Among Artists and Writers: Writing AWP, Los Angeles, 2016



by Simon Calder


Florence drives. The radio plays.

(to the car behind her)
Are you going to let me in?

Are You Going to Let Me In?

Delivered by Greta Gerwig’s character, Florence, to the soundtrack of the Steve Miller Band’s song Jet Airliner, this is the first piece of dialogue in Noah Baumbauch’s movie Greenberg. At this year’s L.A.-based Association of Writers and Writing Programs conference, Jeff Hoffman highlighted the naturalness with which Greenberg thus announces its central concern – the difficulty of establishing human connections – through a metaphor to which we in attendance could by then all relate: the difficulty of merging into traffic in L.A.

Hoffman’s panel – titled “Writing LA: City as Character” – was one of the first I attended at this year’s conference, having flown in from Minnesota on Thursday morning. Processing the panel, my airliner-addled brain presented Florence’s question to L.A. and AWP.

AWP, Los Angeles, 2016: with your twenty or so featured readings; with your six-hundred plus panels; and with your countless receptions, mixers, dance parties, and other off-site events, are you going to let me in?

How Should I Begin?

More like Greenberg than Florence in this respect, it was as I was being driven to the convention centre from the Redbury hotel on Friday morning that I had my first truly rewarding conversation about writing that weekend. Said conversation was with an Uber driver named Christian, who had aspirations to write but wasn’t sure where to begin. Adept as he was at all styles of connecting, I thanked Christian for the ride and acknowledged both our affinity and my hope that I would encounter some guidance at the panel to which he had driven me, a panel titled What’s The Big Idea? Intention vs. Intuition in the Writing Process.

So, I was thinking a lot about the title of the panel – Intention versus Intuition – and when I think of “intuition” I think of “women’s intuition,” and when I think of “women’s intuition” I think of “mother wit,” and when I think of “mother wit” I think of “having eyes in the back of your head,” and when I think of “having eyes in the back of your head” I think of “second sight,” and when I think of “second sight” I think of … my father.

That was the quite brilliant beginning of Kevin Young’s contribution to the panel.

Second sight is double vision, Young expanded, and it is needed not so much to write as to edit a poem: “it is the ability to see a poem’s present but also its future, or potential future.” The first poems that came to Young after his father’s death were odes to everyday things, from barbeque sauce to black eyed peas. Had it not been for Young’s capacity to see potential (then forge actual) futures in (and from) the present, there would not have arisen Dear Darkness, the marvelous new collection from which he read a poem – again, concerning “second sight” – to close.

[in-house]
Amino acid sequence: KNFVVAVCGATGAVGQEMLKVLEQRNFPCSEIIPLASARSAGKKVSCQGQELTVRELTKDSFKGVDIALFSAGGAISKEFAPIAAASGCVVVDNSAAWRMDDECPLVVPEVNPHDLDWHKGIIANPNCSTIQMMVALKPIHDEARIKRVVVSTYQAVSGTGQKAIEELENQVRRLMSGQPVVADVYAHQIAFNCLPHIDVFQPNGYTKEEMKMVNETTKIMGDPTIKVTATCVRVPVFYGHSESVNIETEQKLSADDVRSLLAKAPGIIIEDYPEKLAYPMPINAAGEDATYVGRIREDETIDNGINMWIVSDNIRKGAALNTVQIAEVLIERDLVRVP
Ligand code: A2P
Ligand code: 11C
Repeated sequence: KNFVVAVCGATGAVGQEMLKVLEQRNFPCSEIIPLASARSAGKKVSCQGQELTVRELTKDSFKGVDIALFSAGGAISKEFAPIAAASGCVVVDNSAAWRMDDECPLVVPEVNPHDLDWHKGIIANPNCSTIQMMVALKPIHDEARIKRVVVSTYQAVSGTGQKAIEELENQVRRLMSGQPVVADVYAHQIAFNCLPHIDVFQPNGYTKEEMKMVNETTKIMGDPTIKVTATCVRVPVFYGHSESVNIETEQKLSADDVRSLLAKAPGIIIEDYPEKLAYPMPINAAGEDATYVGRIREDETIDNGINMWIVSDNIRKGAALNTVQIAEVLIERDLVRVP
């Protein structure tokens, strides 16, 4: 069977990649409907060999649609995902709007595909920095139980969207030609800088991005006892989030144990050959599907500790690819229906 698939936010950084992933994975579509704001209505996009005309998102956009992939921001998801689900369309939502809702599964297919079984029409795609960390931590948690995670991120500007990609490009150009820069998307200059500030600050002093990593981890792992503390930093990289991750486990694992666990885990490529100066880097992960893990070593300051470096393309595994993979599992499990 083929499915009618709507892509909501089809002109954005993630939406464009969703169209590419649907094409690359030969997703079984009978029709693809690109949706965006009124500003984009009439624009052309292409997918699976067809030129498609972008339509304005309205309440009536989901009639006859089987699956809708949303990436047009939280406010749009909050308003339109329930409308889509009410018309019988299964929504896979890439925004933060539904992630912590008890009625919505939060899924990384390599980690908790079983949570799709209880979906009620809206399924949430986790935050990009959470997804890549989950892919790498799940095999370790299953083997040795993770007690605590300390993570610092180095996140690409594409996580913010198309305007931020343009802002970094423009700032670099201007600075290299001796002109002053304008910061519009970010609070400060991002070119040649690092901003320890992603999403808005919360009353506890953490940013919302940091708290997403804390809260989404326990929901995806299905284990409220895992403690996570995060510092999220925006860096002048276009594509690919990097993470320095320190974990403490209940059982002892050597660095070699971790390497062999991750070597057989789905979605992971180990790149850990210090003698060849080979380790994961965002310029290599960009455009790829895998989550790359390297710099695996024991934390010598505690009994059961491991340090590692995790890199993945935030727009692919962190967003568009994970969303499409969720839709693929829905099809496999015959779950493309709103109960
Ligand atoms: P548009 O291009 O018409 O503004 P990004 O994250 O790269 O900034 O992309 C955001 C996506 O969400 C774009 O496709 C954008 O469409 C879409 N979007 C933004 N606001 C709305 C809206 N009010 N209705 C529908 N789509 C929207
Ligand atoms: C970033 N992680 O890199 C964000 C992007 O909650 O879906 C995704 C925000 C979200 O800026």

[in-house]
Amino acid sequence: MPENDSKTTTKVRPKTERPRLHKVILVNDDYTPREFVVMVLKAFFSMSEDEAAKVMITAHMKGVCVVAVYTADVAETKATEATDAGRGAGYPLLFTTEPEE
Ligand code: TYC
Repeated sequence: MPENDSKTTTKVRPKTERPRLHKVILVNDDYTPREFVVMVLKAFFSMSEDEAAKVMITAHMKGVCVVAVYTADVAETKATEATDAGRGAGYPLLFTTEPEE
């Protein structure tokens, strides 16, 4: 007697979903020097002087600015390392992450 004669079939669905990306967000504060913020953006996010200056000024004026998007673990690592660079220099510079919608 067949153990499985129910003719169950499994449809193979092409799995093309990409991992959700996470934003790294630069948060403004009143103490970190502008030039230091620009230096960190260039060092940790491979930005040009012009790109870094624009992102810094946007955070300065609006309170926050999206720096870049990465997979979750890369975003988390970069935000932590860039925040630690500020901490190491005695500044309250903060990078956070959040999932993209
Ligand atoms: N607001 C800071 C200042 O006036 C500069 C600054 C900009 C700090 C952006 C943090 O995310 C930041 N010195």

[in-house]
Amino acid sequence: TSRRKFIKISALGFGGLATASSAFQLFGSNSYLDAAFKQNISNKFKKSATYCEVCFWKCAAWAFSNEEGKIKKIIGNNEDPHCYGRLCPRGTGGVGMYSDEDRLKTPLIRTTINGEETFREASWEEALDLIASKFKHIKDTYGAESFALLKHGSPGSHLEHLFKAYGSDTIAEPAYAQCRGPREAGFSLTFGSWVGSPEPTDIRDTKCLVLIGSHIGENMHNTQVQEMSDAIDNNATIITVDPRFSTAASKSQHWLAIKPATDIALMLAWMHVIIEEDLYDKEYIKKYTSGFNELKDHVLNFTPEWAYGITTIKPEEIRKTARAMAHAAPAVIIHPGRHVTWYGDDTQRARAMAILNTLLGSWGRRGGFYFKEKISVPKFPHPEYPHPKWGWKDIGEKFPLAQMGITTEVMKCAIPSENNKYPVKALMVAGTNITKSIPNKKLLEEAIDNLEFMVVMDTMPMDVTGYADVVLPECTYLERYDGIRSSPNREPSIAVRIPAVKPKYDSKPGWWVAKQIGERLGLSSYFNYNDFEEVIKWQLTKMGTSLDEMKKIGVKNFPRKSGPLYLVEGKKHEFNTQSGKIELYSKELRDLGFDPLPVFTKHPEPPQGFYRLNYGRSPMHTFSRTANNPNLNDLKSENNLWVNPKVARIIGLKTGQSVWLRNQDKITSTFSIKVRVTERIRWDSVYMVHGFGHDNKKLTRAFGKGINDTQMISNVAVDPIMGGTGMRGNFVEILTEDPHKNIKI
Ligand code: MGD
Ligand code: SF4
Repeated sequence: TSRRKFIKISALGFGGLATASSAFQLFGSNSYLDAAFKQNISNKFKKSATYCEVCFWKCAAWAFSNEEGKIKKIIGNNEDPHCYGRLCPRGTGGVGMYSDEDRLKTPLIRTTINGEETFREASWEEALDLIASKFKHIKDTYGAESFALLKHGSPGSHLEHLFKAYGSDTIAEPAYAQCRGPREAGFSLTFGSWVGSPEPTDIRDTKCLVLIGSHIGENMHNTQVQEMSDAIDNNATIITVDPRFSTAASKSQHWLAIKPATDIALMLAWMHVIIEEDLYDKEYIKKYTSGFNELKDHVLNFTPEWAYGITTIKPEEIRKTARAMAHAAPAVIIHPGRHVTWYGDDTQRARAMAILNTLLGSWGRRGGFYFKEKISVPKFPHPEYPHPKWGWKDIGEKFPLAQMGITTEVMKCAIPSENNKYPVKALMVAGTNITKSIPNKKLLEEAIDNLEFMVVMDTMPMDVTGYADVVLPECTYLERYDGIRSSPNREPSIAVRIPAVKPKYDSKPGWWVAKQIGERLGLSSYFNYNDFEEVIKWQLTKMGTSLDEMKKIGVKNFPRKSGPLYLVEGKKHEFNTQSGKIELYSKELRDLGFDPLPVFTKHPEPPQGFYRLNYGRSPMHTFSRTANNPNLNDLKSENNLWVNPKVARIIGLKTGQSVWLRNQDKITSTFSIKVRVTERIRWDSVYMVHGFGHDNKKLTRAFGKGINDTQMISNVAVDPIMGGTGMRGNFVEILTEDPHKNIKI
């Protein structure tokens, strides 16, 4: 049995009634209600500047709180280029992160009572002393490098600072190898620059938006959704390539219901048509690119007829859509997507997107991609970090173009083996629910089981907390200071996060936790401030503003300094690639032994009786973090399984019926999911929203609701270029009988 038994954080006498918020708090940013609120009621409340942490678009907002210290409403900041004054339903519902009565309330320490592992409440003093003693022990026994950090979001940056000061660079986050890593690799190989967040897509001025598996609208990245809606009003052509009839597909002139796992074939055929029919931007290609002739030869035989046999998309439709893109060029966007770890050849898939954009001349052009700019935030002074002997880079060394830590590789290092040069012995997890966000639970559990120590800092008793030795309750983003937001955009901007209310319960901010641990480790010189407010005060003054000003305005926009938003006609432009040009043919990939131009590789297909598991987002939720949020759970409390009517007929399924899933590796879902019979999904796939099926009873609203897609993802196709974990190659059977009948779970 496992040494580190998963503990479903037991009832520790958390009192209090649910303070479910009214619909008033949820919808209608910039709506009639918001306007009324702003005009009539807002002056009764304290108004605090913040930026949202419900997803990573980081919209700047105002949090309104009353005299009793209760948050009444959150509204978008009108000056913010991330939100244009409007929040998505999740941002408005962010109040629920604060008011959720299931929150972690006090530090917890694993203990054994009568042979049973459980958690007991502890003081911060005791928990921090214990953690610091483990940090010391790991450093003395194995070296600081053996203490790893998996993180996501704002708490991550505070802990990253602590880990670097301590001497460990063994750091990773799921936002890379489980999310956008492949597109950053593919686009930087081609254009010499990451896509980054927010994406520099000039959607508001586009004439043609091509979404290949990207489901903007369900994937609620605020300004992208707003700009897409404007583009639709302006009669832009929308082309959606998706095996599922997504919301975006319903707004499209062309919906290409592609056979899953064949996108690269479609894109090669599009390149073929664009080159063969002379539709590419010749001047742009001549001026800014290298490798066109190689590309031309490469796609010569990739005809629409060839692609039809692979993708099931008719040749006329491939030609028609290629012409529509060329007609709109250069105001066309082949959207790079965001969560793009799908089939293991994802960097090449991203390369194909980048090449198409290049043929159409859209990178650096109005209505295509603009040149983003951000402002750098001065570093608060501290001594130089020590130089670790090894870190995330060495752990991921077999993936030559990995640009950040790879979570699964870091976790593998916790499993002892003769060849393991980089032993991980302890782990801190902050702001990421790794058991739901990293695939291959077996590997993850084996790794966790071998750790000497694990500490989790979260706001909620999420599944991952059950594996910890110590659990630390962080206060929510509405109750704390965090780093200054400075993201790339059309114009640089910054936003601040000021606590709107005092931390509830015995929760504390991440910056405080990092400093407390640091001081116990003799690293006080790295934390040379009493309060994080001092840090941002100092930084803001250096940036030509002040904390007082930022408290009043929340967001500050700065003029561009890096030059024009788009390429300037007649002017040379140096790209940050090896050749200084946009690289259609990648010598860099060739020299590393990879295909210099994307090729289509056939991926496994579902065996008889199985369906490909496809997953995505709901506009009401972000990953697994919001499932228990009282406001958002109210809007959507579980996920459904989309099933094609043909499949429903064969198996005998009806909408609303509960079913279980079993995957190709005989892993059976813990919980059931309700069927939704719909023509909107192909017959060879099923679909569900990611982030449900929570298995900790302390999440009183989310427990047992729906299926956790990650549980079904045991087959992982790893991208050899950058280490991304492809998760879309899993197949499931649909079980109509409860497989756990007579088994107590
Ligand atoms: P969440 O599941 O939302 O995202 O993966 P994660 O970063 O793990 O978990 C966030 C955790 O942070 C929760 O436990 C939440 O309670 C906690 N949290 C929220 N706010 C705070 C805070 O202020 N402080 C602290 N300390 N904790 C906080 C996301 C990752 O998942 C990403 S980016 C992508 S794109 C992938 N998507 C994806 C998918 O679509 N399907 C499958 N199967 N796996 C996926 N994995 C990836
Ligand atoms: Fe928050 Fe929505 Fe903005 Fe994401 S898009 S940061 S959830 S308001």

Moments later, Mark Doty humbly acknowledged the great difficulty we writers all inevitably have when it comes to describing “what we do when we write.” To illustrate the complexity of the process, Doty then delivered this wonderful anecdote:

Years ago, when I was a guest faculty member at an eastern university, a permanent position for a writer in residence opened. I thought I should apply and they scheduled an interview for me with members of the English Department, to be followed by a reading I’d give to students, faculty, and the dean. I dressed up and appeared on time, feeling energetic about the prospect. The interview began with this statement by the chair of the group: “Did anyone tell you that the job description has changed? … We would like the person we hire to also be the head of the writing program.” I said “Oh, I can do that,” and the interview proceeded.

I thought I was taking the questions seriously and answering in reasonably particular fashion, but I was aware of something wrong. My arms had begun to itch. Both of them. I was wearing a long-sleeved shirt with the cuffs buttoned, so I couldn’t see anything, and yet as the interview proceeded I was only more and more aware that I was consumed by itch; dying of itch; that I would give up any job in the world if I could just attend to the itch.

Fortunately, the committee gave me a few minutes alone to prepare for the reading. As soon as I left the room, I unbuttoned my cuffs, yanked up my sleeves to discover that both arms were covered in hives. I had never had hives before or since.

My body announced in undeniable fashion that I did not want to direct the writing program.

We know through different channels, Doty elucidated, and we operate on multiple levels, especially when important events are going on. A poem seems alive to us, he hypothesized, when it departs from one mode and operates in another, when more than one aspect of the self – not just thinking; not just feeling – is at work or, rather, in play.

“Nagging; sight; insight; itching; pressure”: Kimiko Hahn noted that each of her fellow panelists emphasized the role of some bodily sensation in their composition processes.

After the conference was over, I reflected on that panel, and made a list of six events that had viscerally affected me and my fellow conference-goers, relating a pertinent phrase to each one. Recalling moderator Melanie Klein’s central question, “at what points in the creative process do we steer our work consciously?”  I handed the wheel to those six events and phrases, converting them into a cohort of Christians, so to speak. Are You Going to Let Me In? This phrase from Greenberg, via “Writing L.A.,” would chauffer me through my opening section; then Prufrock’s question – And How Should I Begin? – would take the wheel for section two. Next, the third (and strangest) of my phrases – Visit Our Make And Go Us Let – would relate to two events: Poetry Magazine’s Prufrock Party and a panel titled There’s No “I” in “We”: Writing Creative Nonfiction About the Groups We Belong To.